The Telegraph
Monday , February 18 , 2013
Since 1st March, 1999
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Call to merge tea sectors

Jorhat, Feb. 17: The Indian tea industry has called for integration of small tea growers with the organised sector — a win-win situation that would ensure better prices for the former.

Speaking at the 123rd annual general meeting of the Assam branch of the Indian Tea Association at the Jorhat Gymkhana Club here today, the association’s vice-chairman A.K. Bhargava said one of the key elements of social sustainability was the need for large organised tea estates to work together with the small growers, who now accounted for nearly 30 per cent of the country’s tea production.

He said it was extremely important that the organised sector integrated the small segment within their supply chain and helped them maintain food safety and quality standards. “This would be a win-win situation, as it would reward small growers with better prices,” he said.

On cost competitiveness, Bhargava said it was something of a paradox that even with some improvement in price realisation over the past two to three years, a large number of tea estates — in almost all tea producing regions in India — continued to report losses. “Doubtless, this is because of very high cost of production which has resulted from sharp increase in input costs and cost of employment. Mitigation of social costs also remains a challenge and there continues to be a need for dovetailing government schemes — particularly at the panchayat level — so as to make them applicable to tea estates,” he said.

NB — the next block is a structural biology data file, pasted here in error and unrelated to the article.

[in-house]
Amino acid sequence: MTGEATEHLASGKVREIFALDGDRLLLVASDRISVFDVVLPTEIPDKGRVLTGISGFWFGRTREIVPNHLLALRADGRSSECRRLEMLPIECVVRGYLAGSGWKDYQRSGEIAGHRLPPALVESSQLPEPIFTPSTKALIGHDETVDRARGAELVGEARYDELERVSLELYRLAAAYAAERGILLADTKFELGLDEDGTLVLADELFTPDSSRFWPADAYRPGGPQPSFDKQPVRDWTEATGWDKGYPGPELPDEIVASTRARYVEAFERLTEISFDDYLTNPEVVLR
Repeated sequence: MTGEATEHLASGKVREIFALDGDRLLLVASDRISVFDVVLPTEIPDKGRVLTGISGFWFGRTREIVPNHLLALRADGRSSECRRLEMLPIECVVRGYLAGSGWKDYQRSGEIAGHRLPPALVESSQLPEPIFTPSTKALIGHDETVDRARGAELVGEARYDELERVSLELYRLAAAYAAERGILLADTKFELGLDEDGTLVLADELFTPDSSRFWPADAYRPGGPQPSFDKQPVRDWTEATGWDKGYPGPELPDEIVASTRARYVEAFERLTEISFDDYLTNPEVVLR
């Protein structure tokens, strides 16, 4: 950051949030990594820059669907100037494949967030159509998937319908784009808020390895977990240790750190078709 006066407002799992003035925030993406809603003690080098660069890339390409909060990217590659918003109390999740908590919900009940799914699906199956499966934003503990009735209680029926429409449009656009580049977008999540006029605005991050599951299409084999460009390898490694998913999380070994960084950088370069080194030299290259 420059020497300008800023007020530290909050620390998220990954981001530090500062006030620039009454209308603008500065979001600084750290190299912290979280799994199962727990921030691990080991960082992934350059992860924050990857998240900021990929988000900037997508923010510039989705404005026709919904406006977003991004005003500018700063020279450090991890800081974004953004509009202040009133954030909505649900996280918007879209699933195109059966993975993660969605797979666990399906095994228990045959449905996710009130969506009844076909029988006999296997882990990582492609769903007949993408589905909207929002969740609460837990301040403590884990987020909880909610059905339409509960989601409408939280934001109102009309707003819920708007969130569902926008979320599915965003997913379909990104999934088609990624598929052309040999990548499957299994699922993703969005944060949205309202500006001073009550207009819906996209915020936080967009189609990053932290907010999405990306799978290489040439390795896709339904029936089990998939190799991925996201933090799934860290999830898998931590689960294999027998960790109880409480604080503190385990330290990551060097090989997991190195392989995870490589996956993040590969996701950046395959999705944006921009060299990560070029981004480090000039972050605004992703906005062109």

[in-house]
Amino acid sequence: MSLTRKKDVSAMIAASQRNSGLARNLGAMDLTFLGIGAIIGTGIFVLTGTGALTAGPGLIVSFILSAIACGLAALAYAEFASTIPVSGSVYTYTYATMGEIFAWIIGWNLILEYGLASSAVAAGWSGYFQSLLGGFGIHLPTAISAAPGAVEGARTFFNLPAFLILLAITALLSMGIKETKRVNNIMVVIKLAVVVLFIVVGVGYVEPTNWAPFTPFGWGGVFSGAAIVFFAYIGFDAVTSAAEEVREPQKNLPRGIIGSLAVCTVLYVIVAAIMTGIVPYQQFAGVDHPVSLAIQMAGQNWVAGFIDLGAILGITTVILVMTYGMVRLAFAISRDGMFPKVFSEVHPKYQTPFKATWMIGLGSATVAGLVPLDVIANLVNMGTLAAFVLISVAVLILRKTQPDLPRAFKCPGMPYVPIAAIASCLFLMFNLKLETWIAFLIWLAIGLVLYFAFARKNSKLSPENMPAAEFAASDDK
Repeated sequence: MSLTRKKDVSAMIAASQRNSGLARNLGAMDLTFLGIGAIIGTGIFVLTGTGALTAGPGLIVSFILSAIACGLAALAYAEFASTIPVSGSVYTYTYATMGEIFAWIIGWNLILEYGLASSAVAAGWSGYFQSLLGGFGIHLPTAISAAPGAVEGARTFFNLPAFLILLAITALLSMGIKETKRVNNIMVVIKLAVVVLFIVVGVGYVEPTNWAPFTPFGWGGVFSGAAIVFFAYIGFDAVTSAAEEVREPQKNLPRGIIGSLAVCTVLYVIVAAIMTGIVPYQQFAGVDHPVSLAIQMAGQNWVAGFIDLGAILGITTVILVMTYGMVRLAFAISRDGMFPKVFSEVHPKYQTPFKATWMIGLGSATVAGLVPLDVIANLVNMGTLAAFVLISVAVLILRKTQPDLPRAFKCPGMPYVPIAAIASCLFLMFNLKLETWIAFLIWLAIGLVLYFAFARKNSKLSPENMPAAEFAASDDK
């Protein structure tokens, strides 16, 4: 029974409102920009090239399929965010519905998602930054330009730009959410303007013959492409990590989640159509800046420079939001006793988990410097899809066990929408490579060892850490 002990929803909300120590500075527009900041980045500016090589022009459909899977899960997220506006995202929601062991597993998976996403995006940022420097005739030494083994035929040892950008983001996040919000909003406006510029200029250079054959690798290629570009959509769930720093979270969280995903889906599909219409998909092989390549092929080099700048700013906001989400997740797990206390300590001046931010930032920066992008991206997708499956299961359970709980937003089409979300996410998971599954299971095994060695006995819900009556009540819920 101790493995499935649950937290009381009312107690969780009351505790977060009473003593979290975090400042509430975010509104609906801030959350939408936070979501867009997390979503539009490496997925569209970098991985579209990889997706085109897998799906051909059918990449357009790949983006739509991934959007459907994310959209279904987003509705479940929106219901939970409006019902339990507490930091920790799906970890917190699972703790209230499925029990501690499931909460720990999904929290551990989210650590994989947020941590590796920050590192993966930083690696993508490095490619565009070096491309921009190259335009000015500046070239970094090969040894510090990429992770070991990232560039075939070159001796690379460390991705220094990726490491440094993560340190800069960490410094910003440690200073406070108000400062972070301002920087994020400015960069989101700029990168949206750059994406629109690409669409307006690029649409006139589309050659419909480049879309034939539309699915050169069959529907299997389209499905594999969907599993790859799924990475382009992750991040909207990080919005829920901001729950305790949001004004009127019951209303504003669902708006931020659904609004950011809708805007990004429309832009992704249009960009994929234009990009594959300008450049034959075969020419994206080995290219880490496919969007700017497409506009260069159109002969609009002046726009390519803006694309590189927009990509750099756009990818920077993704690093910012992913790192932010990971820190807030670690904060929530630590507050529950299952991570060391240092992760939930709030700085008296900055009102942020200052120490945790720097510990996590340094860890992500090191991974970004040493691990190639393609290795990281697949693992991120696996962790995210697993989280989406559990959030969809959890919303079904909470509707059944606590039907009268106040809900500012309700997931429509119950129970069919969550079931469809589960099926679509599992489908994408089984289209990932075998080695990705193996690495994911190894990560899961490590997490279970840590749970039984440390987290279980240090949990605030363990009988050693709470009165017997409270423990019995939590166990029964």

He said the industry faced a dilemma — to follow a “quality first” policy in the face of mounting cost pressures that required it to be mindful about productivity enhancement.

“This balance is always a delicate one that will test the managerial skills of the planter community. While on the aspect of quality, India today has a comprehensive food law administered under the Food Safety and Standards Authority of India,” Bhargava said.

Former Union tourism secretary M.P. Bezboruah, who was the chief guest at the event, provided tips to the Assam tea industry to formulate a full–pledged tourism brand under the name tea tourism in view of the fact there was great scope in this sector.

He said tourism in the tea sector in Assam had been promoted only in bits and pieces. Like Assam tea, which is famous the world over as a brand, tea tourism should be packaged in a much professional way and promoted as a brand to attract tourists across the globe, he added.

“We already have a brand (Assam tea) so it will not be difficult to market tea tourism as a brand that provides a unique experience in nature’s lap,” the retired bureaucrat said. “The lush green tea gardens, mostly on the foothills in the state not only make lovely picture postcards but have an interesting history and culture along with heritage bungalows attached to them.”